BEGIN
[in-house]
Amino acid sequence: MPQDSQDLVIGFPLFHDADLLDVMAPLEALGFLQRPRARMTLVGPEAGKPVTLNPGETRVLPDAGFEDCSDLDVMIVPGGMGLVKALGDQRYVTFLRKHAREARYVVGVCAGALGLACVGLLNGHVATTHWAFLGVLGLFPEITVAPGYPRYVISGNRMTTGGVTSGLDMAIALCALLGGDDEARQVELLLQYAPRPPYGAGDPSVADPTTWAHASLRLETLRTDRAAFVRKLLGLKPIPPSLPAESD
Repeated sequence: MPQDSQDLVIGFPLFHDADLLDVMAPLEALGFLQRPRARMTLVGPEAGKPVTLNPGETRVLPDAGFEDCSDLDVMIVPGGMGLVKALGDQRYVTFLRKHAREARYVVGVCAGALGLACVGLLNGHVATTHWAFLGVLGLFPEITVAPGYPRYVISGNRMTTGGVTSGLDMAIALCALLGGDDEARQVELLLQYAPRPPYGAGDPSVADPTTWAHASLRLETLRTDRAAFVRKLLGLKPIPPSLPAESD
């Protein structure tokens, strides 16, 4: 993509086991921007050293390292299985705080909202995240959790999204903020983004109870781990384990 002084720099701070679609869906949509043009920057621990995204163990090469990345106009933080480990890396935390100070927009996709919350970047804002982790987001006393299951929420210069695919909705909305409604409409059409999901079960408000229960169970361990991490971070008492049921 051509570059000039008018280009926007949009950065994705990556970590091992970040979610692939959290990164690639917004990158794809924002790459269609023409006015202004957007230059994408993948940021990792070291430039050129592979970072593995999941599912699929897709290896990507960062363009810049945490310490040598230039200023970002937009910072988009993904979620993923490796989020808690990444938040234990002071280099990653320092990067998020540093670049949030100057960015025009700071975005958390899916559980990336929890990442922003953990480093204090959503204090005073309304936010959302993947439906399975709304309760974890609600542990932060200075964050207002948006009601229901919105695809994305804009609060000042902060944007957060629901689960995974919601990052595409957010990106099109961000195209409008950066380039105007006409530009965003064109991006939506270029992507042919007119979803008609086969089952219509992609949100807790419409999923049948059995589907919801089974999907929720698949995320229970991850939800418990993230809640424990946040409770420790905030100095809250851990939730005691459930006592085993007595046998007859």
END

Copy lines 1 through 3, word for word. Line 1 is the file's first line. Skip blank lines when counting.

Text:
[in-house]
Amino acid sequence: MPQDSQDLVIGFPLFHDADLLDVMAPLEALGFLQRPRARMTLVGPEAGKPVTLNPGETRVLPDAGFEDCSDLDVMIVPGGMGLVKALGDQRYVTFLRKHAREARYVVGVCAGALGLACVGLLNGHVATTHWAFLGVLGLFPEITVAPGYPRYVISGNRMTTGGVTSGLDMAIALCALLGGDDEARQVELLLQYAPRPPYGAGDPSVADPTTWAHASLRLETLRTDRAAFVRKLLGLKPIPPSLPAESD
Repeated sequence: MPQDSQDLVIGFPLFHDADLLDVMAPLEALGFLQRPRARMTLVGPEAGKPVTLNPGETRVLPDAGFEDCSDLDVMIVPGGMGLVKALGDQRYVTFLRKHAREARYVVGVCAGALGLACVGLLNGHVATTHWAFLGVLGLFPEITVAPGYPRYVISGNRMTTGGVTSGLDMAIALCALLGGDDEARQVELLLQYAPRPPYGAGDPSVADPTTWAHASLRLETLRTDRAAFVRKLLGLKPIPPSLPAESD